FAA Extends Boeing Next-Generation 737 ETOPS From 120 To 180 Minutes

The Boeing Next-Generation 737 family of airplanes recently received approval for 180-minute extended-range twin-engine operations (ETOPS) from the U.S. Federal Aviation Administration (FAA).

ETOPS provides the most direct routing between cities. With this approval, the Next-Generation 737 models are authorized to fly routes that are within three hours of adequate airports. "By allowing airlines the ability to offer economical point-to-point service, long-range twinjets provide passengers more direct routes and shorter travel times," said John Hayhurst, 737 Programs vice president and general manager.

These direct routes and shorter travel time can allow airlines to avoid large hub airports and route flying passengers more conveniently to their final destinations. To air travelers, it means more service options, greater choice in departure and arrival times, and more direct routings.

ETOPS is nothing new to the Boeing 737 family. The 737-200 model was approved for 120-minute ETOPS in 1985, the 737-300/-400/-500 in 1990 and the 737/-600/-700/-800 received 120-minute ETOPS approval late last year. In fact, 737 models have performed over 100,000 ETOPS flights to date.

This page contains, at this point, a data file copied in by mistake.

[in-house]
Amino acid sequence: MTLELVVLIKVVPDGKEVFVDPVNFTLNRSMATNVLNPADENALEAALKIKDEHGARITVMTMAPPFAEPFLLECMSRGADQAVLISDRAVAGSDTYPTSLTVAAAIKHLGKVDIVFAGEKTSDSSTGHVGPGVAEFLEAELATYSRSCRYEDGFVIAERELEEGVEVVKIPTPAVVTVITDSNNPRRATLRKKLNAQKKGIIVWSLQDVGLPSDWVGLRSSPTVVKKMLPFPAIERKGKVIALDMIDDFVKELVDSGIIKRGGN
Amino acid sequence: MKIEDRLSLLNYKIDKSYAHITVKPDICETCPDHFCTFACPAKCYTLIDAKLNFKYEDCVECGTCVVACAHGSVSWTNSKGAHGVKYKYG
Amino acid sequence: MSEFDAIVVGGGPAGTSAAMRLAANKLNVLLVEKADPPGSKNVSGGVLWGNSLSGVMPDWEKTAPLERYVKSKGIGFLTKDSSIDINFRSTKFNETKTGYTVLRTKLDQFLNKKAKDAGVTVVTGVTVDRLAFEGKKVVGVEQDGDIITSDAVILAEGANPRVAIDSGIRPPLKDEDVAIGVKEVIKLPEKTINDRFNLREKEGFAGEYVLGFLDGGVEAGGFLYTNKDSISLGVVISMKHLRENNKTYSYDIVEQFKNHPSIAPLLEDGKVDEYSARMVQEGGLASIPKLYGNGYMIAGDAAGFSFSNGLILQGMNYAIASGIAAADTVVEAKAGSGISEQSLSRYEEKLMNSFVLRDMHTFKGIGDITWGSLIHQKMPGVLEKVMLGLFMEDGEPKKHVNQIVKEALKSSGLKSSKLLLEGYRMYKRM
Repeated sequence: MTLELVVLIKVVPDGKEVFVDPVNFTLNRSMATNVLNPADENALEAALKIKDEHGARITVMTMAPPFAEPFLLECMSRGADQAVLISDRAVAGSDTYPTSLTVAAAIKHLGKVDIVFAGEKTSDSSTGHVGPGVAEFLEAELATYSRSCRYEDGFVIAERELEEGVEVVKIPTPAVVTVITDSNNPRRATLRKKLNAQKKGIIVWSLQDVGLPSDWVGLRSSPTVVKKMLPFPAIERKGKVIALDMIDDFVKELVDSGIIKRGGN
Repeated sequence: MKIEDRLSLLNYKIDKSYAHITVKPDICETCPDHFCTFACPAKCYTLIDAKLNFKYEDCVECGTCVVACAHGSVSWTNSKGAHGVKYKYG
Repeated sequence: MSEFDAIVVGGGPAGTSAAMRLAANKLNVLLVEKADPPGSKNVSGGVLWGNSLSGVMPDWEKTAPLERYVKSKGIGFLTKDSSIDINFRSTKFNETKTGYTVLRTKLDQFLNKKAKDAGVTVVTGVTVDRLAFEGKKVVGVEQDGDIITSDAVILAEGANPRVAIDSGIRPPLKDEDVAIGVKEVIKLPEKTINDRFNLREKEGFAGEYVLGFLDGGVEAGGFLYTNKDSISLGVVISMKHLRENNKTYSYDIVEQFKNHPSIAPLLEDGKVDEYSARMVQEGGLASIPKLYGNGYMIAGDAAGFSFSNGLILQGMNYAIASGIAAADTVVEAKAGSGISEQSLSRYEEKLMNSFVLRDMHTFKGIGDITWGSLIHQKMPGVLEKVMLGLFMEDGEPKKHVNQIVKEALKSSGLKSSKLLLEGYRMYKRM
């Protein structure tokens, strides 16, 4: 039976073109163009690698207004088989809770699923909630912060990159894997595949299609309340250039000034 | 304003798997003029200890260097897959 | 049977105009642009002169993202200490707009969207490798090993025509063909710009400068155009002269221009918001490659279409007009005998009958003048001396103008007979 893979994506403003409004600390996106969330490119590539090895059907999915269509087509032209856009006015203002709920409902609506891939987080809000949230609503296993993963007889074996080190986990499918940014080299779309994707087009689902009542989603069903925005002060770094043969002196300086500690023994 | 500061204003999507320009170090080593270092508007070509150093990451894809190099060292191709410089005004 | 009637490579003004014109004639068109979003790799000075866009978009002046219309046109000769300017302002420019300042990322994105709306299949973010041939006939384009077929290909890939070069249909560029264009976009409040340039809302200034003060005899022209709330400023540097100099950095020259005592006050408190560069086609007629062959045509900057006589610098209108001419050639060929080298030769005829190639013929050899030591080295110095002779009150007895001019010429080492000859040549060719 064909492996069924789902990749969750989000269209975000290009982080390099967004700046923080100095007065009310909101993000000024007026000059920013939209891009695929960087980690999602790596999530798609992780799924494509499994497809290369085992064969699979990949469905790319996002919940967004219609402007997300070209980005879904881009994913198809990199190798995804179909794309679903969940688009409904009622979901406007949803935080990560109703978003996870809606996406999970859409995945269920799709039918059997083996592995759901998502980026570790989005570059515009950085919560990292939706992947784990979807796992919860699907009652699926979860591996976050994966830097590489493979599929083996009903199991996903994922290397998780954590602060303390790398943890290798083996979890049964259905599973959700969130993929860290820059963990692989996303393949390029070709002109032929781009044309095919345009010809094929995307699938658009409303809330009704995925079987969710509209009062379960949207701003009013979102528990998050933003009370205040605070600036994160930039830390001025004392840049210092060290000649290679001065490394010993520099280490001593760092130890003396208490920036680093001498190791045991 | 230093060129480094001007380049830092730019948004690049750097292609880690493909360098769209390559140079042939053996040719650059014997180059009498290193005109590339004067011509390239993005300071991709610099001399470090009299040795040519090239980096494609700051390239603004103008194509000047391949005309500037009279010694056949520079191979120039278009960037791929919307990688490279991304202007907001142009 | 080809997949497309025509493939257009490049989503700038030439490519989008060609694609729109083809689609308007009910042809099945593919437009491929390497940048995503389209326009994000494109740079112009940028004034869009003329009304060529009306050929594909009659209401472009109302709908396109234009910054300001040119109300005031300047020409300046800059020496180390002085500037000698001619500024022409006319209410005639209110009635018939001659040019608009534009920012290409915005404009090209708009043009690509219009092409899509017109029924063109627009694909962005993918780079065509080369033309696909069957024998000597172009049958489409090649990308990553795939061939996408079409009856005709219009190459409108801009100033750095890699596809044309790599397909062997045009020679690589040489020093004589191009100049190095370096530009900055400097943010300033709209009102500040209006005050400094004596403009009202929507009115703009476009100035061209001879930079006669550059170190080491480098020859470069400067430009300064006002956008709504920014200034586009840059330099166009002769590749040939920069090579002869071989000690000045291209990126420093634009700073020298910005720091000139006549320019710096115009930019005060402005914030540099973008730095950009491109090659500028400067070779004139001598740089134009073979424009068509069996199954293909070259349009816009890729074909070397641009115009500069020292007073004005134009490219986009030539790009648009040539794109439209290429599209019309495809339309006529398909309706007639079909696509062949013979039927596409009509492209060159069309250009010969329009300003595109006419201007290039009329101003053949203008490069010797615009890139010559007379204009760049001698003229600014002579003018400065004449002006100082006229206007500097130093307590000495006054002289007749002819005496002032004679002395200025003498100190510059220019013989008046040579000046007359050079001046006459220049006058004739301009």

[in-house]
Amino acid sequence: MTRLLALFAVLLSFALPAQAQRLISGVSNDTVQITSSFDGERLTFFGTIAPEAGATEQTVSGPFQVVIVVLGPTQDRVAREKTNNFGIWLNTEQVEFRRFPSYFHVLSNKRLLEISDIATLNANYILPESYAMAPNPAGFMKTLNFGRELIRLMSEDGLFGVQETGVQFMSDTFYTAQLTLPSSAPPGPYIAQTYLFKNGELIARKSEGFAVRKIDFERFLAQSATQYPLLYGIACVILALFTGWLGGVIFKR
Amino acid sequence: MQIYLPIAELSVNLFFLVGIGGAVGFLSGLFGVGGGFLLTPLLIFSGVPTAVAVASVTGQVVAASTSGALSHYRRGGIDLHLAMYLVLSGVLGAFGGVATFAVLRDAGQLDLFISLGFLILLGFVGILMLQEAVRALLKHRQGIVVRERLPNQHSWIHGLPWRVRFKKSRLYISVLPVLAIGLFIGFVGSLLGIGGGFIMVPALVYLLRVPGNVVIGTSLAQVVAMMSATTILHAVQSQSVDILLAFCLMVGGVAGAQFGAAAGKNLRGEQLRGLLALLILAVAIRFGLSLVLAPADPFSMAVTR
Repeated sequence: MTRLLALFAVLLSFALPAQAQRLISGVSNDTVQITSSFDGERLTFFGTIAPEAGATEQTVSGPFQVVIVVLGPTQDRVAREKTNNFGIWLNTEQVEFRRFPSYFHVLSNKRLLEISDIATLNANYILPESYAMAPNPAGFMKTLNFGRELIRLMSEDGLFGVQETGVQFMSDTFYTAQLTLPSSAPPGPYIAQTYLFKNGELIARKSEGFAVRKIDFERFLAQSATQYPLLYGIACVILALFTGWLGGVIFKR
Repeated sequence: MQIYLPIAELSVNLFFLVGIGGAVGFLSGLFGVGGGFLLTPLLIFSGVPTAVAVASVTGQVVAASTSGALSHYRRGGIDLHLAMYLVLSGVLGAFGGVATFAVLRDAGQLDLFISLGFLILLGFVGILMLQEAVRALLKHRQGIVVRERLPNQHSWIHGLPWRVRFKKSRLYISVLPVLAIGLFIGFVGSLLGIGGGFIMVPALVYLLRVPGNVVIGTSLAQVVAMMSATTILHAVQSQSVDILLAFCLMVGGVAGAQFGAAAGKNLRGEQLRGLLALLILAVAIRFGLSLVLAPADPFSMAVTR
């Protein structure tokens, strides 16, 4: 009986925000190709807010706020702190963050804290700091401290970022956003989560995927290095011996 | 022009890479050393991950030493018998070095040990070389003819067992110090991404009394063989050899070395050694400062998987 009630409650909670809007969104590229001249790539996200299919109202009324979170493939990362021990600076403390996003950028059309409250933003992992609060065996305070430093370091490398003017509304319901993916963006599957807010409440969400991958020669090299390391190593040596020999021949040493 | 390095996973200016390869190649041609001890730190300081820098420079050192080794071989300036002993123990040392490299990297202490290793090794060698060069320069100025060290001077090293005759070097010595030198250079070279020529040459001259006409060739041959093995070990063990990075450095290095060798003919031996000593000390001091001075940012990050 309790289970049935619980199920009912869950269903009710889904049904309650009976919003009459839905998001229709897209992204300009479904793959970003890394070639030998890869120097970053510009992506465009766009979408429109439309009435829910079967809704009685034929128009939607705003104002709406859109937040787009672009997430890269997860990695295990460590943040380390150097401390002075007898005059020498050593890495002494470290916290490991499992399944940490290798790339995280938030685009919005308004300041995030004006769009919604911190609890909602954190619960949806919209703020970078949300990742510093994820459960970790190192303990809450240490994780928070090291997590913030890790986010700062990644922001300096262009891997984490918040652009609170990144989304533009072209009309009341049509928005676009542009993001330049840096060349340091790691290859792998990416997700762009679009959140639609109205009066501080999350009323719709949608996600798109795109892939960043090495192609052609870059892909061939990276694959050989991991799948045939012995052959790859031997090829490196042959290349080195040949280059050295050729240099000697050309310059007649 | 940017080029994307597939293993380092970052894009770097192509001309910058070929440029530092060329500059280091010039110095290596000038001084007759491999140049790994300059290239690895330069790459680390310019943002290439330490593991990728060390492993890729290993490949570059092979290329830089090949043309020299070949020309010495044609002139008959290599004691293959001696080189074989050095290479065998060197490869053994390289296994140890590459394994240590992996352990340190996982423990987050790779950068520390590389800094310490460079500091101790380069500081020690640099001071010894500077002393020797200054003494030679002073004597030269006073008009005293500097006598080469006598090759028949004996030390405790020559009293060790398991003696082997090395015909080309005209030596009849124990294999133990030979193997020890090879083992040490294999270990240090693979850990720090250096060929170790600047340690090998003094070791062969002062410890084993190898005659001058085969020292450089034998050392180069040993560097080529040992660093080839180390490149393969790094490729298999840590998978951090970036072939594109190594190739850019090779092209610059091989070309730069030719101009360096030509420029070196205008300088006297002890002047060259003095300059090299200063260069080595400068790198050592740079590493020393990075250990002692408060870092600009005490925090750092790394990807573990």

Substantial testing was done during the development and flight-test phases of the Next-Generation 737 program, paving the way for 120-minute ETOPS approval in 1998. The airplanes entered service in early 1998.

"The Next-Generation 737 airplanes are derivatives of the Classic 737s, and are powered by derivatives of the highly reliable CFM56 engines," said Hayhurst. "The increase from 120- to 180-minutes reflects the Next-Generation 737's high dispatch reliability, a fleet service history of 500,000 in-flight hours in just 20 months and high engine reliability rate."

Design improvements in the Next-Generation 737, such as new engines, a new auxiliary power unit (APU), and a new electrical system led to greater reliability and paved the way for granting 180 minute ETOPS certification.

The CFM56-7 engine type, which exclusively powers the Boeing Next-Generation 737-600/-700/-800/-900 and Boeing Business Jet models, has an engine reliability rate significantly better than required for 180-minute ETOPS.

Sixty-two customers worldwide have ordered 1,198 Next-Generation 737s, with more than 300 currently in service.

For further information:
Stephanie Mudgett